Holidaying somewhere new is exciting, especially if we can communicate in the local language. If you’re thinking of visiting Malta, the good news is that almost all the locals speak English, an official language of the Maltese Islands.

Outside of the business world, however, the other official language spoken by natives of this Mediterranean island archipelago, Malti, is proudly (and loudly!) Maltese. Being a very expressive language, a Maltese person will almost always articulate themselves at a high volume, usually accompanied by animated hand gestures.

Sole survivor of medieval Arabic dialects

Ultimately, the Maltese language is unique, being the only Semitic language written in Latin script and the only official Semitic language of the European Union. According to the Economist, the Maltese language is the sole survivor of the Arabic dialects spoken in Sicily and Spain in medieval times. The Maltese tongue has evolved over centuries, picking up words from its former rulers, which included Romans, Moors, Normans, the Knights of Saint John, French and British. Arabic, however, forms the core of the Maltese tongue.

Many people from Arabic-speaking countries, such as Morocco, therefore find spoken Maltese easy to communicate in. For example, apart from saying zero instead of sifr, counting out loud in Maltese is virtually indistinguishable from Arabic.

Malta is also a very Catholic country. So if you’re the churchgoing type, you’ll hear typically European hymns sung in a hauntingly Arabic-sounding fashion. To hear it for yourself, consider attending a mass at the Rotunda of St John the Baptist in Xewkija, Gozo, a truly spectacular setting.

Greetings from Malta

Foreign language greetings like bonġu and bonswa (bonjour and bonsoir respectively in French) and English and Italian expressions such as ‘thank you’ or grazzi (grazie in Italian), have practically replaced their original Maltese equivalents.

The reason for Malta‘s colourful national language is mostly down to its strategic location in the centre of the Mediterranean Sea. This has placed the Maltese Archipelago at heart of some of world’s most pivotal historical events, including the wars between Greece and Troy, Rome, Phoenicia and Carthage, and Christians and Moslems. The islands also experienced first-hand the rise and fall of Napoleon and of the British Empire, with both colonial powers ruling Malta in the past.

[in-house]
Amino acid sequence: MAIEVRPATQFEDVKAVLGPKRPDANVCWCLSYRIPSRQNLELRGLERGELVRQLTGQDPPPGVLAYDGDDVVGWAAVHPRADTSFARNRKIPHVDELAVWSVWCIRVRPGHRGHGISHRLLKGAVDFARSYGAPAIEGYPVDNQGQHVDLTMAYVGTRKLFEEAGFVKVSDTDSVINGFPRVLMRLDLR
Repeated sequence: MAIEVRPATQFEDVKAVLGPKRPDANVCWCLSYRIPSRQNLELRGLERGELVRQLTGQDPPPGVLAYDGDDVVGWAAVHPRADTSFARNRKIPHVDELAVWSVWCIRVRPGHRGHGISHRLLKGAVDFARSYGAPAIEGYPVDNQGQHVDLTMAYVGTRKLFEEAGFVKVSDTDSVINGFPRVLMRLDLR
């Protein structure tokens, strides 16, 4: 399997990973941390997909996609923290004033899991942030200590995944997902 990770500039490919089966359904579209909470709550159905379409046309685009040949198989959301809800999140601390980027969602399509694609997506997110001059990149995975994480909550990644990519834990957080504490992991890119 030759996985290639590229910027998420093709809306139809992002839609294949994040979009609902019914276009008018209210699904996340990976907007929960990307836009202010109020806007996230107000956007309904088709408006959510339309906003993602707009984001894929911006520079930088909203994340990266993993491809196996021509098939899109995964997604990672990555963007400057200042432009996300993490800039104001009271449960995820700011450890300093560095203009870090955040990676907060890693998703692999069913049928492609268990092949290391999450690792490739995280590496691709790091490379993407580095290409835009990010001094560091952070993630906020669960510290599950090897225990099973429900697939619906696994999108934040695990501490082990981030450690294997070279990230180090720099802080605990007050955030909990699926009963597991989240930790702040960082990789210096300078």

As such, 95% of Malta‘s population of approximately 493,000 are Maltese and descend from ancient Phoenicians, with a lot of Sicilian and Greek influences. After the British arrived to rule Malta in 1800, the Maltese quickly absorbed the English language. Today, some 88% of the Maltese population speak English fluently. In Malta, English is the written form of legal documents. Both English and Maltese are mandatory academic subjects in schools and there is a large community (1.6%) of British expats in Malta.

The government of Malta and the country’s chamber of commerce took to Twitter via to share the islands’ bilingual attractiveness, especially for digital nomads wishing to settle in Malta:

English In Malta

The Italian language is also popular in Malta, with 66% of islanders conversant. Seventeen percent of the population speak French.

Strange-looking characters

Many visitors reading street signs and advertising billboards in standard Maltese get struck by some of the strange-looking characters of the Maltese alphabet, such as Ċ, Ġ, GĦ, Ħ, IE and Ż. Taking the third character of the alphabet as an example, the c with a little dot on it, the correct pronunciation is “ch”, as in the English word church” or “cherries”. Examples of these in Maltese are ċirasa [cherry], kaċċa [hunt], and ċatt [flat].

Maltese is considered one of the hardest languages in the world to learn. This however doesn’t mean its impossible. There are many free Maltese language courses for those who want to learn, which is why you’ll find the odd Chinese takeaway owner bantering happily with locals, or Italian TV chefs explaining their recipes in fluent Maltese.

Rest assured, however, if you can speak English passably well, you’ll still get on famously with people in Malta. To whet your appetite, why not discover more about Malta’s culture and its heritage?